On Saturday, the retail shop at Philadelphia Brewing Company in East Kensington was bustling with customers who came for one reason: to spend bitcoin.
Bitcoin, a virtual form of currency, used to be accepted for purchases mostly by online merchants, but in recent months, more brick-and-mortar businesses in Philadelphia—especially in the River Wards-—are starting to embrace the technology.
In early January, Philadelphia Brewing Company became the first brewery in the nation to do business with bitcoin.
About 20 businesses in the city accept bitcoin, according to coinmap.org, and nearly half of those are in the River Wards.
The trend may be in part thanks to Fishtown resident Jason DiLuzio, who introduced the brewery and other local merchants to the idea of doing business with bitcoin.
“It didn’t make sense for us not to do it,” said Nancy Barton, a co-owner of the brewing company. “It’s just another option of payment.”
Bitcoin has been called “gold for nerds.”
It was invented in 2009 by an anonymous creator. There’s a finite supply of bitcoins and they can be purchased or “mined” by using software to solve math problems.
It’s decentralized, meaning no government or single entity controls it, and transactions take place peer to peer, without a middleman like a bank or credit card company.
As of Saturday, one bitcoin cost $823.32, according to coinbase.com. One year earlier, it was worth $20.50.
To do business with bitcoin, Philadelphia Brewing Company uses a payment processor called BitPay. To make a purchase, the customer scans a QR code on the brewery’s computer with his or her smartphone.
The money is instantly converted into U.S. dollars and deposited into the brewing company’s bank account for a 1 percent fee. (Credit card companies charge the brewery 3 to 4 percent, according to Barton.)
“It’s kind of weird to get your head around because you’re not touching anything,” Barton said. “But then it shows up in the bank, so it’s pretty neat.”
There may not be many people using bitcoin yet—there are about 100 people in BitcoinPHL, a meetup group—but the group is passionate and growing.
They have arranged “bitmobs” where they show up in a group to buy things from a local business that accepts bitcoin.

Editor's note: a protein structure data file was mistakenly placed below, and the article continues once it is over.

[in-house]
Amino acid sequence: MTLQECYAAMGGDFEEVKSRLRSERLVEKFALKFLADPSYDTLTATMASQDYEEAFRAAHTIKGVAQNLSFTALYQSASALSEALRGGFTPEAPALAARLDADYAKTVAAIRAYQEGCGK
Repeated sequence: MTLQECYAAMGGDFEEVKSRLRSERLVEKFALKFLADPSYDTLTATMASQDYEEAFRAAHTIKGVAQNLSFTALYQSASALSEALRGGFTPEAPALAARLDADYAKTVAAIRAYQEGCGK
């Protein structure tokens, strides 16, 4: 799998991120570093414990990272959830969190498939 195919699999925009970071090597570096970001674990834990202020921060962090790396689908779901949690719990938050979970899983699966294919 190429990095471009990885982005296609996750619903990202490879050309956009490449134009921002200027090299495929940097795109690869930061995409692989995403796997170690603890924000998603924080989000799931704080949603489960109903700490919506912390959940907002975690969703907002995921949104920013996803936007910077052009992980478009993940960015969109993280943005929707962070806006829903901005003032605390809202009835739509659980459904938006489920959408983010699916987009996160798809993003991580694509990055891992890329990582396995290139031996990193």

On Saturday, Philadelphia Brewing Company cleared almost 20 bitcoin transactions, totaling $421. Many of those transactions were from new customers.
At the brewery on Saturday, DiLuzio said Philadelphia could become the Silicon Valley of bitcoin. The meetup group organized in the fall, he said, and that got the ball rolling.
“There’s this network effect,” he said. “The more businesses accept bitcoin, that will encourage other businesses to accept bitcoin.”
Other businesses in the River Wards where customers can spend bitcoin include Higher Grounds Café in Northern Liberties; Street Glitter Gallery, Pizzeria Beddia and Periphery Gallery in Fishtown; Chappelle Guitars and Gearforms: Industrial Americana & Salvage Co. in East Kensington; and Norman Porter Jeans just west of Fishtown. You can also buy real estate properties in the area with bitcoin at BitcoinProps.com.
DiLuzio and Kristov Atlas, another member of BitcoinPHL and the author of Anonymous Bitcoin: How to Keep All of Your Bitcoins to Yourself, both said they think that bitcoin is on its way to the mainstream.
“A couple years from now, the question of who should use bitcoin will be silly,” Atlas said. “Everyone will be using bitcoin.”
At the brewery’s checkout counter on Saturday, while some people waited in line to spend their bitcoin, others expressed surprise and asked what it was.
Rich Godwin, 24, of Cherry Hill, used bitcoin to buy a case of beer and two pint glasses. He also recently bought a hand-made hollow body electric guitar with bitcoin at Chappelle Guitars.
“I do think we’re at a tipping point,” he said. “I think people are always skeptical and unwilling to change, but I’ve realized I’d rather embrace it than sit in the backseat. This is just the beginning.”